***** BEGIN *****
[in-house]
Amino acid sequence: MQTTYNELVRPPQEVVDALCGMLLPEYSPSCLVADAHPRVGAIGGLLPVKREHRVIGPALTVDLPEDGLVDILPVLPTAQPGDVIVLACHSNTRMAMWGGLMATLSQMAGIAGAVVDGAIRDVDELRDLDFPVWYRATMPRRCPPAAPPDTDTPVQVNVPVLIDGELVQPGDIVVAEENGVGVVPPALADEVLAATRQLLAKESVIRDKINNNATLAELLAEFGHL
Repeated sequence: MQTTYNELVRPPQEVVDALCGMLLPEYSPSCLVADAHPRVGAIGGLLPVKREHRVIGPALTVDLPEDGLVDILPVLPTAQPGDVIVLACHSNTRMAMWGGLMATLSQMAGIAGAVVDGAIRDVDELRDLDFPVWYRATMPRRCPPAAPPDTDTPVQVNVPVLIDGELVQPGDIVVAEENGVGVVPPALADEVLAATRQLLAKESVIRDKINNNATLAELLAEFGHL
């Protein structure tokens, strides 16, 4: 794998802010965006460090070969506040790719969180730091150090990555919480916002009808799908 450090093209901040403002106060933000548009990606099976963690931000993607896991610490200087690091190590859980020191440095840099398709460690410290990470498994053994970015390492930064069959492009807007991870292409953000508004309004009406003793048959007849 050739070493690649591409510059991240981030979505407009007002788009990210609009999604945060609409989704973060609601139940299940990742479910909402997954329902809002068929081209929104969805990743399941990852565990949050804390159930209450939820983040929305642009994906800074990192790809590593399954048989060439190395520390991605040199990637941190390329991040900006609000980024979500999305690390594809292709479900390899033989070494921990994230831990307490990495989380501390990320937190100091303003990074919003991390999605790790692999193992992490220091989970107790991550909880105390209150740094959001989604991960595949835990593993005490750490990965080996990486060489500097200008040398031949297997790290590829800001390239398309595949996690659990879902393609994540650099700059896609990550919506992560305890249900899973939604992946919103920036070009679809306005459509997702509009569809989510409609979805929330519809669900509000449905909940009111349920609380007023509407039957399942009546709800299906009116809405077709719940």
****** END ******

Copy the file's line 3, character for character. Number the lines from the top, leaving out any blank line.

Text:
Repeated sequence: MQTTYNELVRPPQEVVDALCGMLLPEYSPSCLVADAHPRVGAIGGLLPVKREHRVIGPALTVDLPEDGLVDILPVLPTAQPGDVIVLACHSNTRMAMWGGLMATLSQMAGIAGAVVDGAIRDVDELRDLDFPVWYRATMPRRCPPAAPPDTDTPVQVNVPVLIDGELVQPGDIVVAEENGVGVVPPALADEVLAATRQLLAKESVIRDKINNNATLAELLAEFGHL